We attended a garden themed, children's fair this weekend, and were treated to an impromptu science lesson. One of the tables, was manned by representatives of the Audubon Society, with live owls.
After being told about the dangers of great horned owls, in great detail, with a story about how a mother owl had recently dispatched two researchers, trying tag the owlets - apparently, one man had his eyes plucked out, and fell from the tree to his death, while the other had his jugular opened, fell from the tree, and then bled to death before he could get help - we were given opportunity to pet a smaller, but still sharp beaked, long eared owl.
Amazingly enough, the children stepped forward, to pet it. Apparently, it was quite soft. Then the woman holding the owl, folded back its feathers, to show us its ear, and the cartilage tube that holds the eye.
She actually did a really nice job explaining to the children about how owls cannot roll, or turn their eyes, but instead move their head. She told the children to imagine they were holding binoculars up to their eyes, and that would be how an owl sees. So, we had to try that out.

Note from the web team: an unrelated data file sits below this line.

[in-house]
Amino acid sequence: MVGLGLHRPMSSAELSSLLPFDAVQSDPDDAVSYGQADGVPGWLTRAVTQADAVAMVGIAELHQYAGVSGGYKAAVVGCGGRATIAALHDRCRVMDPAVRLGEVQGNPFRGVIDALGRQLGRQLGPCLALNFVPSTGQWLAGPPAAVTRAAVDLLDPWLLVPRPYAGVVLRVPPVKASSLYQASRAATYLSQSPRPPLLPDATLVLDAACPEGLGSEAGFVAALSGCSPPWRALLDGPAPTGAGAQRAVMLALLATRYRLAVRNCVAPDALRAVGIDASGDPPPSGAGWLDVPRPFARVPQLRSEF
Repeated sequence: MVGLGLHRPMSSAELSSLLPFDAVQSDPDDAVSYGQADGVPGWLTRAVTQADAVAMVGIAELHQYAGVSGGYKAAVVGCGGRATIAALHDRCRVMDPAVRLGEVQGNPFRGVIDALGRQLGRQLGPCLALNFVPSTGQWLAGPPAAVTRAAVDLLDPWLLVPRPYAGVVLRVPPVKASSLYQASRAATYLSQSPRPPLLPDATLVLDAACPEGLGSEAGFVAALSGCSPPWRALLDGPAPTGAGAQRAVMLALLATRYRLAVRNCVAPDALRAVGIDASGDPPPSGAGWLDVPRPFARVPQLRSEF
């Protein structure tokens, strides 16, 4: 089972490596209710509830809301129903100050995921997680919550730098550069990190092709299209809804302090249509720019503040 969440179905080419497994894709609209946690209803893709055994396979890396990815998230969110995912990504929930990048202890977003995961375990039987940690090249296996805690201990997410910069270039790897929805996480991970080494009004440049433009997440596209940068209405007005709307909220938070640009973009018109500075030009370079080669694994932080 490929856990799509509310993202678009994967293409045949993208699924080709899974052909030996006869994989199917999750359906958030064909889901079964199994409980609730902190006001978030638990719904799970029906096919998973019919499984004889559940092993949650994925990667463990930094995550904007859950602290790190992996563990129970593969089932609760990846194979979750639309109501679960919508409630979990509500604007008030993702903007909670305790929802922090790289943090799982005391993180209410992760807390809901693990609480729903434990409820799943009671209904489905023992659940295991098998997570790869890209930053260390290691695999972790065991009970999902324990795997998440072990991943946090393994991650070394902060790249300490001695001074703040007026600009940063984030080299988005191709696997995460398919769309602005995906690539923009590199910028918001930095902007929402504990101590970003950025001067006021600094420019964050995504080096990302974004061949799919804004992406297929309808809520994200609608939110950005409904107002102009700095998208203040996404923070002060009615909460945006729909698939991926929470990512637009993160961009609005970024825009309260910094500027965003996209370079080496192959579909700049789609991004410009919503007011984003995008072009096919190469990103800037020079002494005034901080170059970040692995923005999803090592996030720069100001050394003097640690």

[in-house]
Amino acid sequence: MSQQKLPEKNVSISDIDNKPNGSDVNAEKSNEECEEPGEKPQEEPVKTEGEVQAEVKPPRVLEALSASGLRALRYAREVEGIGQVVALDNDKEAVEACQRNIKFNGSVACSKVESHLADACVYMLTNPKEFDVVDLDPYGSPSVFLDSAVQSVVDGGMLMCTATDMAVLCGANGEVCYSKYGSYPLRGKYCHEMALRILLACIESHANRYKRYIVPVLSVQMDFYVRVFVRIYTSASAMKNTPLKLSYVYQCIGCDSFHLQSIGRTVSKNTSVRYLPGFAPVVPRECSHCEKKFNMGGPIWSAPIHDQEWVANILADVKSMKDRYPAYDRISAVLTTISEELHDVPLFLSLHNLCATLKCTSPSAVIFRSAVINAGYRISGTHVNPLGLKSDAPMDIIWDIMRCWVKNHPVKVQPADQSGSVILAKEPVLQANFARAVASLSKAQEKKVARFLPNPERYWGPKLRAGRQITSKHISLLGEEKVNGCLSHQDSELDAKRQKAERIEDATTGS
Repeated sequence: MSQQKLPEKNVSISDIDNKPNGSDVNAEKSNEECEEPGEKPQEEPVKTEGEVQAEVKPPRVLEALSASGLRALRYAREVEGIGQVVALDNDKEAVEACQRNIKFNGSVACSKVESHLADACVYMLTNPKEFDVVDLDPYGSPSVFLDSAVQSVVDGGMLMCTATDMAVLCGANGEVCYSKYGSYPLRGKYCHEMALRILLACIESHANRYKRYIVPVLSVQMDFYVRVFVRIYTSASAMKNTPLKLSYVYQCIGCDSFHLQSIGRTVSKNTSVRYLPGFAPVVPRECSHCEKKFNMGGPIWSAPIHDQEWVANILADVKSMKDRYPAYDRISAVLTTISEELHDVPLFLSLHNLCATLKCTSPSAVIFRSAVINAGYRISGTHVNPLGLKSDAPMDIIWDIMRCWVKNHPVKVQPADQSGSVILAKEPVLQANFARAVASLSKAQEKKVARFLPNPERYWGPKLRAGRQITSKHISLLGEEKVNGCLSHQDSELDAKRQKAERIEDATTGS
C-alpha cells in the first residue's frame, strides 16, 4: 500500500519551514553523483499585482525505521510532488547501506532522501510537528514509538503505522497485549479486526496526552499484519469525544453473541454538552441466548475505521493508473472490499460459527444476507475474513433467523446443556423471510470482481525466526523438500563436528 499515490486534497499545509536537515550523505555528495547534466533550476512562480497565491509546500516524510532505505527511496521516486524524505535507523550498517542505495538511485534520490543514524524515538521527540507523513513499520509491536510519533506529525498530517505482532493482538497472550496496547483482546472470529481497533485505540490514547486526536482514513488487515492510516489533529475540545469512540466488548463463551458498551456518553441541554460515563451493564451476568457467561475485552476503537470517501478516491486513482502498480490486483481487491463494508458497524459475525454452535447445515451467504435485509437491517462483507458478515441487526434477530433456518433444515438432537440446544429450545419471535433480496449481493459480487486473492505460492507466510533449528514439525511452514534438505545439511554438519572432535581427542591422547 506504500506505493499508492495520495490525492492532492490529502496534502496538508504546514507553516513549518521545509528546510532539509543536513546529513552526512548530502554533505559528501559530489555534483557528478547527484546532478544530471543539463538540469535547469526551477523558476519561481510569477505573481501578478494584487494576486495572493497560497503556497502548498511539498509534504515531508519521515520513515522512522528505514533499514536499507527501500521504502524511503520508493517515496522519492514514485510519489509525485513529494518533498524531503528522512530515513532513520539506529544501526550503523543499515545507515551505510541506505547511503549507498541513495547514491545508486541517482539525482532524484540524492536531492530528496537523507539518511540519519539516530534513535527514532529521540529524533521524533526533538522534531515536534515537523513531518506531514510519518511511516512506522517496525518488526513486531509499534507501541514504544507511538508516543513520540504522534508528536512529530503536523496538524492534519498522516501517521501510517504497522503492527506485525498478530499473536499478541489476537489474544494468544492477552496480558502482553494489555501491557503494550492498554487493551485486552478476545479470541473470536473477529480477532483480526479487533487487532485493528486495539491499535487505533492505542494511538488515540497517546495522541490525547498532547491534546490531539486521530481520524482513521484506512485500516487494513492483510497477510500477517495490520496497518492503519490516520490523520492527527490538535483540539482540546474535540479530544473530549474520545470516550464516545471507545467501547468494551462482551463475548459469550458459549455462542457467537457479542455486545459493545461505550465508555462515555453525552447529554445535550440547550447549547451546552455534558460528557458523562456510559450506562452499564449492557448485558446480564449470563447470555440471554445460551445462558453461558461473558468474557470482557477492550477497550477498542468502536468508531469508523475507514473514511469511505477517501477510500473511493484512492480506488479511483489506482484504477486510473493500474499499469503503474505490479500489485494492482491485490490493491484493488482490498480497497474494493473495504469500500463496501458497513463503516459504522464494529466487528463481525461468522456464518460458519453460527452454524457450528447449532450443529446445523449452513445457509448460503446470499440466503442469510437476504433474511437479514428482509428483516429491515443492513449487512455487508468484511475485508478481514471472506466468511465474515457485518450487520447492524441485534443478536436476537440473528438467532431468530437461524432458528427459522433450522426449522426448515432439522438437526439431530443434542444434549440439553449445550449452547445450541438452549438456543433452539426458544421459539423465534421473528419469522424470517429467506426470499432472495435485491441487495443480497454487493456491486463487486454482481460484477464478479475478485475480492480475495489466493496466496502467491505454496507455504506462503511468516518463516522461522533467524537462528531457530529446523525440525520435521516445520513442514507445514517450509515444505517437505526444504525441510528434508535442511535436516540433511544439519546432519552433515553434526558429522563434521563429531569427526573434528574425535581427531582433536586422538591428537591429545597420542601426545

I had the kids take turns being the owl, and the prey (well, the prey was pencil). The child holding the pencil moved up and down, and back and forth, while the "owl" tried to keep an eye on the pencil, without moving his head. They figured out pretty quickly, that an owl needs to move it's head, in order to follow a moving object.
We learned quite a few other fun facts about owls at the fair, too. Like the fact, that they have nictitating membranes, for cleaning their eyes (like a cat, or dog), and can turn their heads much farther than we can (because of very long necks). We double checked these facts, and found quite a few more at the Owl Pages.
Check them out for yourself, by clicking the link above, or click, here, to find more science fun for children, at this week's Science Sunday link-up, at Adventures in Mommydom.
It's great to be a homeschooler.